In 2006, through a series of signs, God showed us that we were to go to Africa. It started with a dream Joy had (2003) where she saw not only the pastor who would invite us one year later (2004), but also local scenes she recognized while we were there. I won’t elaborate on the Providential events that fell into place for us to go, but we came to believe that if we refused we would likely wind up in a whale’s belly or somewhere similar. Sitting on a huge liver and dining on plankton isn’t where we wanted to be, so we complied.
During the trip we spoke daily at numerous churches in the bush. On four evenings while there, we traveled to a small town called Shianda where we preached from a crude platform (made of eucalyptus trees) to the villagers. There was big generator set at a distance with a heavy cord running to the platform for musical instruments and microphones. The pastor (our host) had about a 400 member congregation and the musicians would come down to the village and begin worshiping on the platform. This would draw the villagers out of their little booths in the marketplace and after about 30-40 minutes of praise and worship, one of the worship team members would hand the mike to me and I, with the help of an interpreter, would preach.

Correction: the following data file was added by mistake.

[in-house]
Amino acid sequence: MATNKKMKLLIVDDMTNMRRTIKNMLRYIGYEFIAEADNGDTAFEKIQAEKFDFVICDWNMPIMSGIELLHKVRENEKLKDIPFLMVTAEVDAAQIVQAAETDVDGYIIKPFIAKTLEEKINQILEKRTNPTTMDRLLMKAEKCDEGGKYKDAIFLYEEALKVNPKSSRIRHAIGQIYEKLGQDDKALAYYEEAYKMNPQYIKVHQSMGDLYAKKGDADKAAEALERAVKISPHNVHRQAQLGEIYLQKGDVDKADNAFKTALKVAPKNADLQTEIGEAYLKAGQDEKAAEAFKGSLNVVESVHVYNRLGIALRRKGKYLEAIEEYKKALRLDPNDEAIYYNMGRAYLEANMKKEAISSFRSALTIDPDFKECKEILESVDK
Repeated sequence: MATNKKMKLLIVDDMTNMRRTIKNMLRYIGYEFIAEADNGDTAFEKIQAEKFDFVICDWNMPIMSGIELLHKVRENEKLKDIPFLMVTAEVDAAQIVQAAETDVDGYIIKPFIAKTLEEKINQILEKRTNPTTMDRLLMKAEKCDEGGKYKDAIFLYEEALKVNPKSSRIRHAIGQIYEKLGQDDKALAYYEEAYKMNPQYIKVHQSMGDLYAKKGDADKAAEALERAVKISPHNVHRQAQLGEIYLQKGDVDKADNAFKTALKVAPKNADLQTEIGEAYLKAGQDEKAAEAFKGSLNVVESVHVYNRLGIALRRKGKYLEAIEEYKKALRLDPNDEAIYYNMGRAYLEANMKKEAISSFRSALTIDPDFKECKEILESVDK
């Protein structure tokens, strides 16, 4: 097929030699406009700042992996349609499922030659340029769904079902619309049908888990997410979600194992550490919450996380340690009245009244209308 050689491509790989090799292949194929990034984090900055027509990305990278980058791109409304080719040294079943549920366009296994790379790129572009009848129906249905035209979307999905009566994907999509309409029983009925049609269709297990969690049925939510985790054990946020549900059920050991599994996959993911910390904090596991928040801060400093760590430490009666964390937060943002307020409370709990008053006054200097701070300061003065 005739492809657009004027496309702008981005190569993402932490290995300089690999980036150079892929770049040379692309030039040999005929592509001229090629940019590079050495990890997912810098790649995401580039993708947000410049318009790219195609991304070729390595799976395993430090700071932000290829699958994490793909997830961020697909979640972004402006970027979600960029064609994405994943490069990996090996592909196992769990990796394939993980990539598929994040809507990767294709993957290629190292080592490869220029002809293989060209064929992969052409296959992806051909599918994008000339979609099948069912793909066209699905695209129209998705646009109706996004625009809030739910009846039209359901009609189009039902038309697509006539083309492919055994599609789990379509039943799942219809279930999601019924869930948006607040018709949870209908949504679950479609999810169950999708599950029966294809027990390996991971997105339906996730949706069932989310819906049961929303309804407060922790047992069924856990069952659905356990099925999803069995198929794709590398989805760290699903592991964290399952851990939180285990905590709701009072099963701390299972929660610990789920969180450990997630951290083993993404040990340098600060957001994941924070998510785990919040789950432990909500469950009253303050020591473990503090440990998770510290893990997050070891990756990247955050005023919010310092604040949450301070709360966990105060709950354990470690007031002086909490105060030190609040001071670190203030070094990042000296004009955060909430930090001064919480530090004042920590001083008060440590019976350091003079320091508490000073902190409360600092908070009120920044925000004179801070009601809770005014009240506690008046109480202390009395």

One evening, while on the way to this remote area, Jonathan the pastor, asked me, “Do your people believe in witchcraft?” I replied, “Are you kidding?!! We make movies out of it and people who call themselves “Christians” pay good money to go and watch them!” Joy and I had already experienced a significant brush with it in 2004 at the church we were attending, so I emphasized to him that we believe it is real.He said, “Well, it is VERY real and sometimes, they try to kill us.”